TMpro-active shows similar performance over TMpro. However, lower Qok is observed, which is likely due the smaller number of training proteins. When the training data includes larger number of proteins, TMpro-active would be the same as TMpro in algorithm (see [28] for performance evaluation of TMpro by training with all of the 160 proteins).

Performance on MPtopo and PDBTM data sets

We additionally tested prediction performance of our active learning algorithms on two larger data sets, MPtopo dataset of 101 proteins (see results in Table 2) and PDBTM dataset of 191 proteins (see Table 3). Figure 2 shows comparison of F-scores for Active Learning. For both data sets, Active learning methods outperformed random selection. The results for the active learning method that performed best for MPtopo and PDBTM is Node Coverage. This method reaches on average 91% segment level F-score even for single protein with balanced segment recall (92%) and precision (%90) on MPtopo data set. Moreover, when trained even with a single protein, it achieved an F-score of 91%, segment recall of 93% and segment precision of 90% on a PDBTM dataset. Although for second iteration the performance is reduced for both data sets, it recovered after tenth iteration. Confusion-rated and Node-coverage & Confusion-rated perform approximately the same after second iteration. Active learning significantly reduced the cost (number of proteins labeled out of 160 proteins) while reaching high prediction accuracy. As shown in Table 2 and Table 3, Node-coverage continued to outperform both Random and Confusion-rated, achieving about 91% segment F-score with only five training protein, as opposed to Random with 84% on MPtopo and 76% on PDBTM and Confusion-rated with 89% on MPtopo and 85% on PDBTM. Again, Node-coverage & Confusion-rated performed the same as just Node-coverage on the first round, but on subsequent rounds the F-score decreased slightly below just Node-coverage, perhaps showing that Confusion-rated is known to typically exceed performance compared to density-based selection after acquiring some amount of initial training [34]. In this case however, the feature creation has been very effective and the learning rate is significantly high even with a single protein, leaving no room for confusion rated selection to overtake density based selection.

Table 2. Comparison of TMpro NN: applying active vs. passive learning algorithms for updating training set from MPtopo (101 proteins, 443 TM segments).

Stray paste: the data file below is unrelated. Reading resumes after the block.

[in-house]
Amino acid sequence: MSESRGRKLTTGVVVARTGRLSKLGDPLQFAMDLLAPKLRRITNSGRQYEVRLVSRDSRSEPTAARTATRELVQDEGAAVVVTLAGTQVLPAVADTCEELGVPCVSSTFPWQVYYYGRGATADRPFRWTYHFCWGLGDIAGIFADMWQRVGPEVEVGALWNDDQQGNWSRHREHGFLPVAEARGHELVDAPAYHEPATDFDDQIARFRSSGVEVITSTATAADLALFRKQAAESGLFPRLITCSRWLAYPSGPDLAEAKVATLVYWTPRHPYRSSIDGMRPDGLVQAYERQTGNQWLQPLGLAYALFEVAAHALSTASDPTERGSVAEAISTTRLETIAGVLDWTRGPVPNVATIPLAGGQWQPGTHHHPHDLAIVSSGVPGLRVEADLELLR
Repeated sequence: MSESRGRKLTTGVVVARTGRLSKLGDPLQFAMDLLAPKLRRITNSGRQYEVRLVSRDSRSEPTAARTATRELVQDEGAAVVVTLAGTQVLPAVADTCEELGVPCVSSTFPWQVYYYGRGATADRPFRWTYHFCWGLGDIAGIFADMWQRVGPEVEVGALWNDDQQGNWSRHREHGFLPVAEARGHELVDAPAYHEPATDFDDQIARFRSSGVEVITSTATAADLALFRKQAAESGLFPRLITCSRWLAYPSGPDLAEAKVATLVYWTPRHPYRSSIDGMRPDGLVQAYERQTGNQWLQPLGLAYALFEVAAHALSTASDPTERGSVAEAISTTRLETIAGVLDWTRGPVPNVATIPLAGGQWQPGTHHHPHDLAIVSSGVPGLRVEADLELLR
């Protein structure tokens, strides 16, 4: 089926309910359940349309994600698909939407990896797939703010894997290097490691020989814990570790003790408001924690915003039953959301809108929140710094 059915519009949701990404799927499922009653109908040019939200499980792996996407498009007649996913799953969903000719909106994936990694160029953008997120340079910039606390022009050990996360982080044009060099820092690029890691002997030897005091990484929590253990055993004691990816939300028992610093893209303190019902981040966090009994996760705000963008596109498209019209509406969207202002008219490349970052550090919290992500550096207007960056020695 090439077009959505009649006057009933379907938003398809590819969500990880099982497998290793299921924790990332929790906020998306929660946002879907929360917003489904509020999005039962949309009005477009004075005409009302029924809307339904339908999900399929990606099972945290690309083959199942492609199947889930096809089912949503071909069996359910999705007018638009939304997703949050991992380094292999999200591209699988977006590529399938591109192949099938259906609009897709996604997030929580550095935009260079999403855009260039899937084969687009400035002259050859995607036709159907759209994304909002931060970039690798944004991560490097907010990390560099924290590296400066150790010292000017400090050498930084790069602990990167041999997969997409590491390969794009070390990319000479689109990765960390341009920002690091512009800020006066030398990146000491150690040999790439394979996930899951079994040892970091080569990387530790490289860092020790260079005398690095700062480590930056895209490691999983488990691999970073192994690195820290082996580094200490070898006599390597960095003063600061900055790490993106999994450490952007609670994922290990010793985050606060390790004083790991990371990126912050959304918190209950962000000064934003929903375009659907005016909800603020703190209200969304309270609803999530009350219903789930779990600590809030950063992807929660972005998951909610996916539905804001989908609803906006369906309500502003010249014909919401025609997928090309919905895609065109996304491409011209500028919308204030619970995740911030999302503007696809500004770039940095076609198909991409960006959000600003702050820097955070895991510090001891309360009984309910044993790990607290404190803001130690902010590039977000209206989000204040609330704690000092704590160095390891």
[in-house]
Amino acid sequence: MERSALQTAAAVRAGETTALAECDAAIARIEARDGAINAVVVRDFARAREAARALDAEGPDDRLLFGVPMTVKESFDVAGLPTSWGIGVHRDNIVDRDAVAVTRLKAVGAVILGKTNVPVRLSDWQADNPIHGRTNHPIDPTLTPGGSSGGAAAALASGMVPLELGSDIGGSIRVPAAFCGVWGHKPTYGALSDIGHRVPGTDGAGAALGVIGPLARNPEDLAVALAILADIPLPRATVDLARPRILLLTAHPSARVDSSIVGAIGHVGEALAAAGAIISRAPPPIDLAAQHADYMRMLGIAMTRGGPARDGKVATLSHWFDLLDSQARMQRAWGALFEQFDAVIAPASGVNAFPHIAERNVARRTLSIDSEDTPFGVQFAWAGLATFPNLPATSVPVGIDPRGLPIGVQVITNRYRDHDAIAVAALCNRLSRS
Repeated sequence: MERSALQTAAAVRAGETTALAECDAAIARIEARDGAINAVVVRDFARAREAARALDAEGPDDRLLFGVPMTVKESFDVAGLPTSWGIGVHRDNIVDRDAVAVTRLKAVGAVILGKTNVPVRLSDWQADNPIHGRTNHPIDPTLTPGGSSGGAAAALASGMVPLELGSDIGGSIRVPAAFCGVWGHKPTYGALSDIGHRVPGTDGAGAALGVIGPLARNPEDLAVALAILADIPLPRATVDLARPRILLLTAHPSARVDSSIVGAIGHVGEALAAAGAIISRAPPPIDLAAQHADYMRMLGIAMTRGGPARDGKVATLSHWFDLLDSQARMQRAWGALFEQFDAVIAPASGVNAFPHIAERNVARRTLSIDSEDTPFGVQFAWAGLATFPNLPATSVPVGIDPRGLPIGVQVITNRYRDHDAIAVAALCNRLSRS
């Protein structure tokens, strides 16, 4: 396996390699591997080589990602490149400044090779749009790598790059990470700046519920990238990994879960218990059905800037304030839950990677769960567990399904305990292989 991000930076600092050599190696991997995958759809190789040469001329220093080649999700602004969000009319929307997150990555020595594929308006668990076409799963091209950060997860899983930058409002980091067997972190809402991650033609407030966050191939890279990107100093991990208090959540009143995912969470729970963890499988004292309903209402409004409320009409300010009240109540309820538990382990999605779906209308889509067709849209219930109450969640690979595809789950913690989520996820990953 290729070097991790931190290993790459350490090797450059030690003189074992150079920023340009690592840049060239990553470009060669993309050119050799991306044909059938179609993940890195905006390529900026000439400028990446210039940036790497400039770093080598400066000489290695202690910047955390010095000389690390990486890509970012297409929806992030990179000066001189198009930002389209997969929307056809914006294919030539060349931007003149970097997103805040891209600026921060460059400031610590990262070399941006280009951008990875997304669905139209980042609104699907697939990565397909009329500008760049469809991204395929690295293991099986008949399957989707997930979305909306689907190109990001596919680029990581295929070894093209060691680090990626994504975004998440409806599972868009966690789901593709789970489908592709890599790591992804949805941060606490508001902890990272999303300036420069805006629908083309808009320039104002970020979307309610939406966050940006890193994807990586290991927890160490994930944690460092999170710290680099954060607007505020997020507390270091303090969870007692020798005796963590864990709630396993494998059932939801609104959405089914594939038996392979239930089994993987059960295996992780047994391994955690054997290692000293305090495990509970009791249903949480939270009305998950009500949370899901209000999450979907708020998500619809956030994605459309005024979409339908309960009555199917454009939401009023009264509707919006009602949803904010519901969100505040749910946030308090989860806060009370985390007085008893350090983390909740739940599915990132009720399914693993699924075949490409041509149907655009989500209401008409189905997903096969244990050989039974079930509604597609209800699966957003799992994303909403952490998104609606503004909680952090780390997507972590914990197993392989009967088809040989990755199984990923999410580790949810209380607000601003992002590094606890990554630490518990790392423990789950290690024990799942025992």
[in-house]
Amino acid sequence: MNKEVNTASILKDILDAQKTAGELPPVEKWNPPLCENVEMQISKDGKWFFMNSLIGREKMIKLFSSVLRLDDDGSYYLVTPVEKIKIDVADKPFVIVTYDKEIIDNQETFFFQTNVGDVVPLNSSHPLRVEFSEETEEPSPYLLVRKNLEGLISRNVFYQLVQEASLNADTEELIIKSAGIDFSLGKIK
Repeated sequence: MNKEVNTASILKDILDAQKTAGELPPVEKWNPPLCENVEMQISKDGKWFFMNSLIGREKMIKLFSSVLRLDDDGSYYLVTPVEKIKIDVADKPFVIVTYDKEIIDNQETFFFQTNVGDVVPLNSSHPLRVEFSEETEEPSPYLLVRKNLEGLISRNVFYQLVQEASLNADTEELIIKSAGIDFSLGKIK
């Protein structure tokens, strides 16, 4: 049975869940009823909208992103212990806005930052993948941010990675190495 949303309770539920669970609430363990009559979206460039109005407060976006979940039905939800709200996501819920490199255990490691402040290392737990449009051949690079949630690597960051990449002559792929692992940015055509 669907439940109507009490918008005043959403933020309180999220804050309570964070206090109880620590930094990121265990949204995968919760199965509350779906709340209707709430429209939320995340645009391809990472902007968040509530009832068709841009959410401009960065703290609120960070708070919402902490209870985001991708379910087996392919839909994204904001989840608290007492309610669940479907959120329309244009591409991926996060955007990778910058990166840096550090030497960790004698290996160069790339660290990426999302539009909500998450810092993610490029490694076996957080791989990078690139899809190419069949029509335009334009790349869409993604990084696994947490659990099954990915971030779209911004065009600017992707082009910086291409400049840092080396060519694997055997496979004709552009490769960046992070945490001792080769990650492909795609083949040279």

Table 3. Comparison of TMpro NN: applying active vs. passive learning algorithms for updating training set from PDBTM (191 proteins, 789 TM segments).

thumbnailFigure 2. Segment level TM prediction F-score results for MPtopo. (A) Random, (B) Node-coverage, (C) Confusion-rated, (D) Node-coverage and confusion-rated. It can be seen that TMpro achieves high segment accuracy (F-score) even if the classifier is trained with just one protein that is found by active learning algorithms. Node-Coverage shows best performance.

Conclusion

Active learning is a promising method for bioinformatics applications such as membrane structure prediction and protein-protein interaction prediction which are marked by availability of small amounts of fully-characterized data and unwieldy procedures for experimental characterization. In this paper, active learning has been employed to tag the proteins that prove to be most informative in training a transmembrane-helix prediction algorithm, TMpro. Results show that active learning can significantly reduce the labelling costs without degrading performance. It is seen that latent semantic analysis of protein sequences [28,35] is highly effective for prediction of TM segments.

Competing interests

The authors declare that they have no competing interests.

Authors' contributions

MKG designed the algorithms. JAW developed the framework for feature analysis and clustering and HUO developed the active learning components. Manuscript has been prepared by HUO and MKG. JGC provided advice on algorithm-design and reviewed the manuscript.